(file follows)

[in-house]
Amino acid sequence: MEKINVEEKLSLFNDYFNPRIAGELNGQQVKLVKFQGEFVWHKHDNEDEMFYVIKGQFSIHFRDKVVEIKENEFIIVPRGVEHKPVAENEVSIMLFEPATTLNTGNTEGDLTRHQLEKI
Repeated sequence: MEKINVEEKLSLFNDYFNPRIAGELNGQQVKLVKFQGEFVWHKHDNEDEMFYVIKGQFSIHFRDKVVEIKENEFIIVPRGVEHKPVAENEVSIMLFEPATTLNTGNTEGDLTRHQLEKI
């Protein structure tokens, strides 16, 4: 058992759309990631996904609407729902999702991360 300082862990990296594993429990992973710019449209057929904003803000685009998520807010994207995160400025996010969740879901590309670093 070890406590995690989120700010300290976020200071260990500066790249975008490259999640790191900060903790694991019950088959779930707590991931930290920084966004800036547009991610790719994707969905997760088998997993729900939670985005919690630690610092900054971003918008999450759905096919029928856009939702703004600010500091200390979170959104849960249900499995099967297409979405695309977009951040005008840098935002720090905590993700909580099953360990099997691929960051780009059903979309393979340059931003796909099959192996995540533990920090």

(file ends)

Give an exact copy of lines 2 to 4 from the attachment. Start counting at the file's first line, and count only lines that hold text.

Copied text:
Amino acid sequence: MEKINVEEKLSLFNDYFNPRIAGELNGQQVKLVKFQGEFVWHKHDNEDEMFYVIKGQFSIHFRDKVVEIKENEFIIVPRGVEHKPVAENEVSIMLFEPATTLNTGNTEGDLTRHQLEKI
Repeated sequence: MEKINVEEKLSLFNDYFNPRIAGELNGQQVKLVKFQGEFVWHKHDNEDEMFYVIKGQFSIHFRDKVVEIKENEFIIVPRGVEHKPVAENEVSIMLFEPATTLNTGNTEGDLTRHQLEKI
């Protein structure tokens, strides 16, 4: 058992759309990631996904609407729902999702991360 300082862990990296594993429990992973710019449209057929904003803000685009998520807010994207995160400025996010969740879901590309670093 070890406590995690989120700010300290976020200071260990500066790249975008490259999640790191900060903790694991019950088959779930707590991931930290920084966004800036547009991610790719994707969905997760088998997993729900939670985005919690630690610092900054971003918008999450759905096919029928856009939702703004600010500091200390979170959104849960249900499995099967297409979405695309977009951040005008840098935002720090905590993700909580099953360990099997691929960051780009059903979309393979340059931003796909099959192996995540533990920090």